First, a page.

And then of course there is the obvious elephant in the room, that certain players are treated differently, and you can draw your own conclusions as to why that may be. As Harry Maguire launched a robust defence of scrapping with, then hitting, then bribing (allegedly) an unknown number of Greek policemen, as City fans we naturally begin to wonder why man-of-the-people Maguire is getting such good press, compared to, let’ say randomly, Raheem Sterling. It goes beyond having a good PR department behind you. I mean, just imagine Raheem getting into trouble abroad, trouble of any kind.
That’s not to say the coverage of Maguire is unfair. Maybe this is how it should be, at least the stuff not fed by United. Innocent until proven guilty and all that. And before you all shout out “CAS!”, let’s not forget that City were initially found guilty by UEFA. You can hardly be surprised at how that would then be covered. Of course what was more telling and was as crystal clear as the Mykonos sea was the prejudice within the reporting, that came to the fore once City overturned the decision.
But then Maguire was found guilty, and this had little bearing on the coverage. He was still, essentially, innocent in the eyes of most of the media, and of course all United fans. It was a stitch up, naturally. Harry may have been naïve, but little more than that. But using the media’s reaction to City’s UEFA ban we must assume his guilt to be absolute, appeal or otherwise. With the appeal in, we must all hold fire on criticising him, until the real truth comes out. You’ve got to laugh at it all, the difference in coverage is so transparent it beggars belief.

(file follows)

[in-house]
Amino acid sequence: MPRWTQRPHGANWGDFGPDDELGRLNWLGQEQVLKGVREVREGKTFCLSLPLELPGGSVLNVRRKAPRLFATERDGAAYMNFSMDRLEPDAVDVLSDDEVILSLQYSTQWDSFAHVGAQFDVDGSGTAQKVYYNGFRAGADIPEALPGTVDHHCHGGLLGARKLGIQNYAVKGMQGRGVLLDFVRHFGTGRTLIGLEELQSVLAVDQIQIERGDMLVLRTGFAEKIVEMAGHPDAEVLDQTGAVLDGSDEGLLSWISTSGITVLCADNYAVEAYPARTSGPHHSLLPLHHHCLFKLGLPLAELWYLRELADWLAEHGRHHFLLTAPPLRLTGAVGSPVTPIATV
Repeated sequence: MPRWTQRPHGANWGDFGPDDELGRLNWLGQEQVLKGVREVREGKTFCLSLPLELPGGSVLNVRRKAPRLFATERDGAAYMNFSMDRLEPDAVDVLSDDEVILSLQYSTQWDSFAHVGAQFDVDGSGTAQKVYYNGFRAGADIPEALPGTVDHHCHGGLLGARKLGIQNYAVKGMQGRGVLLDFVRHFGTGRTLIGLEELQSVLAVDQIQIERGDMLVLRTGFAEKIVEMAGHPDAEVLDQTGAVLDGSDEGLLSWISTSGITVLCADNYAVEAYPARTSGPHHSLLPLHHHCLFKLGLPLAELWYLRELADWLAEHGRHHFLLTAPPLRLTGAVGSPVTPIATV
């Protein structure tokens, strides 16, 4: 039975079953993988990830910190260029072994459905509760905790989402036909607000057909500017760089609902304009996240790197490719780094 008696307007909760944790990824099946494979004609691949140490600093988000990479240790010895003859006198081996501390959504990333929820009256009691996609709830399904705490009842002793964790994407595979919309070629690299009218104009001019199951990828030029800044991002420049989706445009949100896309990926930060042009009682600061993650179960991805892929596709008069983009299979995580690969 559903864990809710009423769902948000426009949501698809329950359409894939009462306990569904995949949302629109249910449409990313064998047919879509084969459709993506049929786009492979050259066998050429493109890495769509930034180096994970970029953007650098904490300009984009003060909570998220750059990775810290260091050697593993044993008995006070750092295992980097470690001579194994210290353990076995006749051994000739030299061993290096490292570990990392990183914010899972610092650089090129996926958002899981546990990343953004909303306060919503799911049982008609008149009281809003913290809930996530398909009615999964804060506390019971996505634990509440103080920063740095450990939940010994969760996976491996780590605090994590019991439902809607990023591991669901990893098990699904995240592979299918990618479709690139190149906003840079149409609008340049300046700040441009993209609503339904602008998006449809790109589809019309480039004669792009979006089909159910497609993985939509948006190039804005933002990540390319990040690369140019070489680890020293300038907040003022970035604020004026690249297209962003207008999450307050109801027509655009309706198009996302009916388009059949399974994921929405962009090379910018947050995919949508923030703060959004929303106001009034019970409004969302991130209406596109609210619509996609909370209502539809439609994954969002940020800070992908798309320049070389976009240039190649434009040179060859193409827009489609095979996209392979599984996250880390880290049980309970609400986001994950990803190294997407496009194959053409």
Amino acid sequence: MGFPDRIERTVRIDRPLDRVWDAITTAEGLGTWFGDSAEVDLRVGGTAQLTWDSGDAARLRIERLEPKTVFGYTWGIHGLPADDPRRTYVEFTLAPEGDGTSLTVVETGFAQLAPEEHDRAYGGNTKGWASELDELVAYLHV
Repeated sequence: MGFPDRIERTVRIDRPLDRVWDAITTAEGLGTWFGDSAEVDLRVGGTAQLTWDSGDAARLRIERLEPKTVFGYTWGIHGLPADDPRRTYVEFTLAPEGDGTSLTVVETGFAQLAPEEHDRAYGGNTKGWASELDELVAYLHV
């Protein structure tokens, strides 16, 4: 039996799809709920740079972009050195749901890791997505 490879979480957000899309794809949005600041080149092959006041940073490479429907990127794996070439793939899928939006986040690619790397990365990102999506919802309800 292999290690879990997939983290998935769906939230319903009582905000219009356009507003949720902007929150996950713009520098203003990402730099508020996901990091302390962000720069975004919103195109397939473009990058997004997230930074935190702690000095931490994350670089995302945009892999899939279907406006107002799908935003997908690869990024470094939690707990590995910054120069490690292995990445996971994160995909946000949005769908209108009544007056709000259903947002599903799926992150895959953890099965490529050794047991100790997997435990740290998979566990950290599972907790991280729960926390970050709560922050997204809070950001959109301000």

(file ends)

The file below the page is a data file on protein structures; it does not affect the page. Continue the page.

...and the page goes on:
And so, this all culminates in a BBC puff-piece that acts as the lead item on the news. Astonishing. Harry looks contrite, close to tears, and the transformation is complete. He feared for his life. If his story is true, then he has my full support, we would all act the same to protect those we love. But we don’t know it’s the truth, do we? And yet, this is now an injustice akin to the Birmingham Six. Surely a mention in the next honours list is now merely a formality, and a special recognition at the next Sports Personality Of The Year programme.
Again, to repeat the point, he may have been unfortunate, I have little against the man, nor any desire to see him in a prison cell, his life in ruins. But come on, this is ridiculous.
But maybe there is one key thing to take from all of this. Maybe City should hire Neil Ashton. They need him. And fair do’s, he’s earned his wage this week, no doubt about it.
And so as all this goes on, Gareth Southgate picks Harry Maguire for an England squad, then is forced to withdraw him once the guilty verdict arrives. Another fine mess. At the time of the squad announcement, Maguire’s trial was ongoing, so he could lean on the issue of trust and being innocent until being proven guilty. But as the trial would end that very same day, could he not delay the announcement? Apparently not, as coronovirus restrictions meant the announcement had to be that day.
So Southgate should have taken the sensible move of simply not picking him. It was ill-advised to do so in the middle of a criminal trial. It’s for some poxy Nations League games after all, I’m sure we’ll all survive his omission for a couple of games. How stupid to assume that Maguire would be freed and no harm would be done.
As ever with Gareth Southgate, he seems to slightly shift his supposedly high moral guidelines to suit. Raheem Sterling was of course made an example of for scrapping in a canteen with Joe Gomez, yet a guy on trial for allegedly hitting a policeman and then trying to bribe his way out of trouble gets selected for a squad. Jordan Pickford’s terrible form is ignored despite Southgate mentioning the importance of form in the past, which sees Jack Grealish not be picked despite adapting excellently to Premier League life. He was not helped by the position he plays in, but still, it doesn’t sit right with me.